That recognition has led some to explore a form of public engagement that begins with community issues that affect--and themselves are affected by--what happens in the schools. Issues such as juvenile violence, drug abuse and teen-age pregnancy are inexorably intertwined with the challenges educators face. Sustained community efforts to deal with these issues need to be integrated with complementary educational strategies. Such strategies include, but are not limited to, what happens in the schools.

The crucial initial step appears to be a way of seeing the public, not as a mass of citizens to be persuaded or a body of interest groups to be placated, but as an entity that develops through the process of working together on shared community issues. Such efforts begin with the creation of opportunities for making choices about how to address those challenges. The assumption is that only when shared decisions have been made on such fundamental issues can the various agencies within communities--including the schools--do what they do in ways that can strengthen and support those broader community objectives.

Severity of Issues
What promise do public-building strategies hold for educators? Why should educators be concerned with the community’s capacity to engage issues that appear to lie outside the school buildings? The recent shooting tragedy in Littleton, Colo., is just one example of a phenomenon that more educators have come to recognize. It is increasingly the case that the problems they face in the schools are symptoms of larger community problems. And more of those community-based problems are what have been called "wicked" problems, which are replacing the tamer ones faced in the past.

A medical analogy may be helpful to explain the difference. Not long ago, scores of people died in outbreaks of measles and smallpox until effective immunizations were discovered. Today, people struggle with chronic diseases like diabetes and cancers that they wouldn’t have lived long enough to experience if we hadn’t learned how to prevent measles and smallpox. While the old diseases were serious--indeed often fatal--they proved more susceptible to relatively simple forms of control than the diseases that now plague us.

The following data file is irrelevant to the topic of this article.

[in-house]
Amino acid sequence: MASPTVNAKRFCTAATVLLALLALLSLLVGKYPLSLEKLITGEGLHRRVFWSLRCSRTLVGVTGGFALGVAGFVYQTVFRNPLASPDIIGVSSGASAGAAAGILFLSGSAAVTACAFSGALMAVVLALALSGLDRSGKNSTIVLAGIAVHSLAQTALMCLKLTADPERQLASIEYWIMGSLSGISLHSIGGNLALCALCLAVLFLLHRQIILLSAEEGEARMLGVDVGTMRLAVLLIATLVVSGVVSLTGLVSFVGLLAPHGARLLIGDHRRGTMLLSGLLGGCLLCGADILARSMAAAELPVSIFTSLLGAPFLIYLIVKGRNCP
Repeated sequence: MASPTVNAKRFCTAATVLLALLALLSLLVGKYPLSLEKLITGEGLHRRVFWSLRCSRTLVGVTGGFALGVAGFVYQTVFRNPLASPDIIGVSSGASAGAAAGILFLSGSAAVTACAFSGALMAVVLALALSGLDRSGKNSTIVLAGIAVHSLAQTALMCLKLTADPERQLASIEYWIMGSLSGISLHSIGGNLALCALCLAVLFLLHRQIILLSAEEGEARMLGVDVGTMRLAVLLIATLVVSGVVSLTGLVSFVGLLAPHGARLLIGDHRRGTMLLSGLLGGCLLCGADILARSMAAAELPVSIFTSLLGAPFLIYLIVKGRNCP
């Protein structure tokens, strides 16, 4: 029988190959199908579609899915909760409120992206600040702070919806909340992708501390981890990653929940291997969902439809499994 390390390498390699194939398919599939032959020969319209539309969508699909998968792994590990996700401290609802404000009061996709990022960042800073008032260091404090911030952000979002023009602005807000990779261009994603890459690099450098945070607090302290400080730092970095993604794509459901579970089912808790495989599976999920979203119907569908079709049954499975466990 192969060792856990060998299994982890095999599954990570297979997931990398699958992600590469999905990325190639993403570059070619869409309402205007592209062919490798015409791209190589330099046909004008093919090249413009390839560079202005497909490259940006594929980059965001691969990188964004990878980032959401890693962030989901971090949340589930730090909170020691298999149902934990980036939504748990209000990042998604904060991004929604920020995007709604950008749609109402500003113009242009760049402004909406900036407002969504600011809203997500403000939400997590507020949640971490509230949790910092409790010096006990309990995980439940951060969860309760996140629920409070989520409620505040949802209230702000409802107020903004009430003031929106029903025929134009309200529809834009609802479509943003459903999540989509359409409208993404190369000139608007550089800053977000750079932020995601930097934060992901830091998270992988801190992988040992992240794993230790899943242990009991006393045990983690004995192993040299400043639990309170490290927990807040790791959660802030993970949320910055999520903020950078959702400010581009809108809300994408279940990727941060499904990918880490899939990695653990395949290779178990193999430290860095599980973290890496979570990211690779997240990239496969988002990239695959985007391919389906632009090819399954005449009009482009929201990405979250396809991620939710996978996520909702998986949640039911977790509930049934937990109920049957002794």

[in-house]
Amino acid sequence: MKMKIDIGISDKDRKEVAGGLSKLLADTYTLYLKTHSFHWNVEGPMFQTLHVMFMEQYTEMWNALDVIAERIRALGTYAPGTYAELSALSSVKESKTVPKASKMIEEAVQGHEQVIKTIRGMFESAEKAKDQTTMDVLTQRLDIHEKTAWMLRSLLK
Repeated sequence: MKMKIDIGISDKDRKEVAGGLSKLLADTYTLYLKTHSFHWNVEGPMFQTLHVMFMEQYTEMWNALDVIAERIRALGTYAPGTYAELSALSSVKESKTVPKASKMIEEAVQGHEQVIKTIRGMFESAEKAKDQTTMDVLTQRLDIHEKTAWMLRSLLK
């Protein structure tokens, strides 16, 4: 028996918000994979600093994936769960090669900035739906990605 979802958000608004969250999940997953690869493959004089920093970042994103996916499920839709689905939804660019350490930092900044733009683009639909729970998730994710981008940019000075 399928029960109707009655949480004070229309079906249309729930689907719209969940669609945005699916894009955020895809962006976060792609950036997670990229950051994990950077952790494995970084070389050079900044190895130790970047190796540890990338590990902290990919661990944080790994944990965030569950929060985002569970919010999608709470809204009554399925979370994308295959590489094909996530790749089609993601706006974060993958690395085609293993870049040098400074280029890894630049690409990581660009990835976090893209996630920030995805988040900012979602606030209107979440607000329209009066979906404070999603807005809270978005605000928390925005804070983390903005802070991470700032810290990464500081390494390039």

Wicked illnesses have replaced the tamer ones on the mortality charts. Something similar is happening with respect to our social problems. The effects are especially telling in our communities.

Despite the immensity of the difficulties that afflicted early 20th-century America, they had the characteristics of tame problems. Now, at the end of the century, we are left with a greater proportion of problems that resist our best programs and cleverest organizational schemes, even our vaunted expertise. A wicked social problem has characteristics that distinguish it from the tamer variety, among them:

  • The very name of the problem is difficult to find agreement upon. People can’t be sure what the problem is because of its ever-changing form. It appears different to different people, or different to the same people in different circumstances.
  • The problem seems to have many origins, making it extremely difficult to pin down the real source. Every symptom suggests a different cause. Explanations of why the problem exists seem mutually exclusive.
  • The problem seems to defy logic. It should not exist. The fact that it does provokes puzzlement and exasperation.
  • Any outside intervention is likely to produce more than the usual number of unintended consequences. The problem may get worse as a result of trying to remedy it or as more serious side effects emerge.
  • The problem is deeply embedded in human nature and the social culture. It has deep roots and a long history. It evokes the basic concerns of people, the things that are most valuable to them, yet it is impossible to be certain which of these imperatives should inform the response.
  • The problem is endless. It is impossible to imagine when it will be eradicated. Or there are disputes about when it has truly been solved.
Three-Part Test
To test for wicked problems, three simple questions are useful:
  1. Is the problem systemic? Some problems can be handled with a relatively narrow focus. Others are more deeply embedded in a community.